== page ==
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Garlic farmer raises stink over microwave towers
Canada Created: 17 Sep 2009
A Nova Scotia garlic farmer says a plan to erect a microwave tower near his property to bring high-speed Internet access to the rural area is leaving a bad taste in his mouth.

Len Levine, who has grown organic garlic on his eight-hectare Kings County farm for more than two decades, is contesting the placement of the microwave tower because he says the radiation emitted from it could affect his crops.

The farmer, 59, said that if the tower were erected, he could no longer guarantee his garlic to be wholly organic, as it would have been irradiated, if only minimally, by the inundation of microwaves.

"This is my livelihood, this is what I chose to do," said Levine. "I did it against the grain for 30-plus years, and in the last few, it's come into realization that it's very important where our food comes from, where it's grown and how it's grown."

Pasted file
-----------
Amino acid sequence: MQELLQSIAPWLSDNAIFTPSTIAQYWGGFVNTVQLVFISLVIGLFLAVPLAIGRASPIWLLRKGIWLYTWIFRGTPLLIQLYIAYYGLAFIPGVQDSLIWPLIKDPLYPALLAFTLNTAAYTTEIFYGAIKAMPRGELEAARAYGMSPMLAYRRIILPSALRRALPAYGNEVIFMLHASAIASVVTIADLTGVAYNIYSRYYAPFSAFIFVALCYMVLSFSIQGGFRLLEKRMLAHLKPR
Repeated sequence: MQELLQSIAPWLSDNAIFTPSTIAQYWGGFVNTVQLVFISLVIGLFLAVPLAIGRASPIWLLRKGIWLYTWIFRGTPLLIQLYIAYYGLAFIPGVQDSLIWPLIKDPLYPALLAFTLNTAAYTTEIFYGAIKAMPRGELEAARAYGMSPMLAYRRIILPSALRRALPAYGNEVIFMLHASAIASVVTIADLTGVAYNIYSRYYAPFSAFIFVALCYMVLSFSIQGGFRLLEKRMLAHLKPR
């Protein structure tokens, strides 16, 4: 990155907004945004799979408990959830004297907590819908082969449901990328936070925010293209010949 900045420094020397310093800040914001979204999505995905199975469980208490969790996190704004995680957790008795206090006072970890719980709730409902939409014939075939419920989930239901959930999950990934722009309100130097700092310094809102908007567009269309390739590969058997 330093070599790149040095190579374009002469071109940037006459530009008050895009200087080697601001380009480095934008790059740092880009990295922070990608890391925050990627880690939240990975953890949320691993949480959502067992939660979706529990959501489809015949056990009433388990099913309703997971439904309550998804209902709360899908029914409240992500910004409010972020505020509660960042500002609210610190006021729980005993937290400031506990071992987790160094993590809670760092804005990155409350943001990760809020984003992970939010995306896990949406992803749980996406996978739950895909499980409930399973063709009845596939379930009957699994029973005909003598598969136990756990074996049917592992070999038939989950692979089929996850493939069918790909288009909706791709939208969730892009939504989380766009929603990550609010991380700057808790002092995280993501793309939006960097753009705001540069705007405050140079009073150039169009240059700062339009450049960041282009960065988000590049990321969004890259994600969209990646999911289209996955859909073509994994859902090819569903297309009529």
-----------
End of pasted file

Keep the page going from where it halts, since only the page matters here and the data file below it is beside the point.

EastLink, the main Internet provider for much of Nova Scotia, has been contracted since 2007 by the province to link more remote areas with broadband access.

Six microwave towers were proposed in Kings County, on the south shore of the Bay of Fundy, with one about 300 metres from Levine's farm. Levine raised the issue with the municipal council, which voted in May to install the other five towers but not the sixth near his farm.

EastLink has since asked Industry Canada to overturn the council's decision.

The towers emit small amounts of radiation, but there has been much debate in the scientific community over what if any adverse health effects the microwaves may cause.

A statement from the company said every tower they've erected has "undergone a rigorous consultation process," and that the "emissions from this site . . . are significantly lower than the allowable threshold as set out by Health Canada."

Related news:
Sep 2009, India: Mobile radiation stunts crop growth
Jul 2006, United Kingdom: Microwaving the planet: Flowers disappear alongside wild bees, study finds
Sep 2008, United Kingdom: Electronic smog 'is disrupting nature on a massive scale'
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Source: Times Colonist, Mike Barber, 16 Sep 2009

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